My Father's World
An old hymn is more than a charming little ditty
My introduction to the hymns of the faith began in a
Presbyterian church setting, singing and then later playing tunes such as
“Jesus Loves Me,” “Lord, I Want to Be a Christian” and “For the Beauty of the
Earth.” Another on my list of favorites was “This is My Father’s World,”
written by a Presbyterian minister while he served a church in Lockport, New
The three verses of the hymn were part of Maltbie Davenport Babcock’s (http://www.hymntime.com/tch/bio/b/a/b/babcock_md.htm) sixteen-stanza poem, written with inspiration from his frequent walks along the Niagara Escarpment and Lake Ontario. He often told his wife, “I’m going out to see my Father’s world;” thus the hymn’s title and repeated first line.
As a hymn sung by children, its words speak to the creative powers of God, who designed a world touched with the sights and sounds of beauty, expressed in phrases such as, “The morning light, the lily white,” “He shines in all that’s fair,” and “All nature sings and round me rings the music of the spheres.”
It is tempting to look at Babcock’s hymn as a charming little ditty, one that speaks to us of a God who is present in the created world, where the songs of the birds become carols and all of creation raises its praise to the heavens. The images of God passing “in the rustling grass” and speaking to us “everywhere” certainly are comforting to both young and old.
It is also tempting to look at the hymn’s call to environmental concerns, considering our responsibility to protect our world so that nature might continue to sing rather than groan. Yet when Franklin Sheppard was selecting verses from the sixteen stanzas of Babcock’s original poem following Babcock’s death, he honored the religious depth of his friend by choosing this third verse for the hymn.
I’d sung these words many times as a child and into young
adulthood, but I didn’t experience the intensity of Babcock’s declaration of
faith until a day towards the end of our two-year training to serve as
Salvation Army officers (administrators and pastors). We’d just completed
twelve weeks of classes on comparative religion, with a special emphasis on cult-like
beliefs and behaviors. Our minds were swirling with the many expressions of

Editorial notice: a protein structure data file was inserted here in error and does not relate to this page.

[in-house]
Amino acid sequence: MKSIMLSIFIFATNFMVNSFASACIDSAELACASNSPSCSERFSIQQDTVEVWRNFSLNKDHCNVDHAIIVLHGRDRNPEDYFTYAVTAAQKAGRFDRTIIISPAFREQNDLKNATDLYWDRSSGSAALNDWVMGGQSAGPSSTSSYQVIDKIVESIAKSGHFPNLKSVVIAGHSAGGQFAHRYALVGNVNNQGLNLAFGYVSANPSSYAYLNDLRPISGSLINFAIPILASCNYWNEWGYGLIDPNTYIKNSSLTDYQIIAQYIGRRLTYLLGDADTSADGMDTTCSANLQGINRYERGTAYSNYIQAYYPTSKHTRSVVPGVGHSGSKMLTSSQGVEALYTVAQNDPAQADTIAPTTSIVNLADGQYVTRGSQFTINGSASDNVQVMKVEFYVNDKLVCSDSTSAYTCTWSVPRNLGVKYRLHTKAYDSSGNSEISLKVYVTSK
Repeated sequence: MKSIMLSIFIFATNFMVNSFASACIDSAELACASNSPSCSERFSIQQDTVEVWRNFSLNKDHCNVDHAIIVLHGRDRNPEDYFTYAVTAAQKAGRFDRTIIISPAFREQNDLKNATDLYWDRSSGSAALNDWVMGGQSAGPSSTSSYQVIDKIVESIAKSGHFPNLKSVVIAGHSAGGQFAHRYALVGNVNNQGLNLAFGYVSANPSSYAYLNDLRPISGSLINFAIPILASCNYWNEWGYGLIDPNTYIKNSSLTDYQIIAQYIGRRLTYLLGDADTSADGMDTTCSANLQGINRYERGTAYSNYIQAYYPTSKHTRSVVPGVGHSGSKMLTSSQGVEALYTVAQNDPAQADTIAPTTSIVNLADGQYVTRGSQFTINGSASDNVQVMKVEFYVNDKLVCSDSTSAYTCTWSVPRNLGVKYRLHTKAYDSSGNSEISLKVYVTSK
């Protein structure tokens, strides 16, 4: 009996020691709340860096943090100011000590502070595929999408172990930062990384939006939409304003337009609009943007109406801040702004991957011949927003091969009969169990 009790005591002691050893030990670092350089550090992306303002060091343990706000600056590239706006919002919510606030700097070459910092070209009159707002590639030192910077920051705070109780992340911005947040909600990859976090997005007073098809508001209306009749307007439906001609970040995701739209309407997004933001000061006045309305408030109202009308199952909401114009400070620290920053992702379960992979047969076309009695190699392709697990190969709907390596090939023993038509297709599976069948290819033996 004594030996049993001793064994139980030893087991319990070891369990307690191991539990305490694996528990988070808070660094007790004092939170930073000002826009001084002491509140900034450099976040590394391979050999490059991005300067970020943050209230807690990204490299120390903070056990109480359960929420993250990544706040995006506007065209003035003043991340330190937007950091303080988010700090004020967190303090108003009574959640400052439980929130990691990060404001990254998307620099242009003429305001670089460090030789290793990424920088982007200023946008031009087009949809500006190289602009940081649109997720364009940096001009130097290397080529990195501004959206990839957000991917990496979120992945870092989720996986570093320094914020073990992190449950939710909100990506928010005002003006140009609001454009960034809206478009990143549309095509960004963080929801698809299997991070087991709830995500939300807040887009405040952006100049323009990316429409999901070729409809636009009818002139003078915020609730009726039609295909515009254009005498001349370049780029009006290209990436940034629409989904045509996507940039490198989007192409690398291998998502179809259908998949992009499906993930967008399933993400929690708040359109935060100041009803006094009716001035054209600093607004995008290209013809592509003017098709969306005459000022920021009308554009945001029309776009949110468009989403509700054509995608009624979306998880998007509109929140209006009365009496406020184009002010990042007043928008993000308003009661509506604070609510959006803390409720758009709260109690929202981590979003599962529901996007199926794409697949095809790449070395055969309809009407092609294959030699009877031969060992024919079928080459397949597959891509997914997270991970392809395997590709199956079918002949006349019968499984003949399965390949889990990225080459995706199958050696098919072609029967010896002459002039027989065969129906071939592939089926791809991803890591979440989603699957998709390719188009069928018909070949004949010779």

religious faith, as well as the ways the biblical message could be twisted to
manipulate people’s behavior.
Sensing the struggles of the class, our instructor, Captain R. Eugene Pigford, drew our attention to this verse of song. Paraphrasing his words from forty years ago, he told us: “When you grow confused, when you see the destruction caused by overzealous religious beliefs, when the days are dark and you are tempted to lose faith, remember this moment.” And then he climbed up on a chair in the front of the classroom and began to lead us in this verse of song. “This is my Father’s world . . . though the wrong seems oft so strong, God is the ruler yet.”
I have not forgotten that moment in time. Less than a year later, I claimed that assurance as I watched the merciless images emerge from the Jonestown massacre, where nine hundred men, women and children followed the cultish beliefs of Jim Jones, drinking the cyanide-laced Flavor-aid. “Though the wrong seems oft so strong…" I claimed it again and again, as my neighbor was killed by her boyfriend, as the planes hit the towers on September 11 and as I recently stared at the photo of the Syrian father embracing his twin babies, dead from Sarin gas.
As Christians, we do have responsibility to care for the earth, so that when we, like Babcock, go out “to see my Father’s world,” the birds are still able to raise their carols and the lilies in the field can bloom with abandon. We also have responsibility to care for its inhabitants, to seek after peace and to care for our brothers and sisters in need. Yet we sometimes forget that this is indeed our Father’s world, in its creation, its preservation and its governance.
In its eleven doctrinal statements (http://www.salvationarmyusa.org/usn/what-we-believe), The Salvation Army describes the tenets of faith, and explains the essence of God: “We believe there is only one God who is infinitely perfect, the creator, preserver, and governor of all things.”
Like Babcock, we can recognize the person and the presence of God in our world, the God who is described by Chris Tomlin, a twenty-first century hymnist, as “a good, good Father, perfect in all your ways.” The God who walked with Adam in the garden, and the God who was with the young minister as he strode along the Niagara Escarpment, is still the God of today, both good and powerful. This world continues to be our Father’s world, and we can rest in the assurance that “God is the ruler yet.”
A retired Salvation Army officer, Major JoAnn Shade served in Salvation Army congregations and social service programs for more than 35 years, ministered at North Coast Family Foundation, a Christian counseling center in Northeast Ohio and has written extensively about the issues facing women in today’s culture. She is author of WomenVoices: Speaking from the Gospels with Power and other books.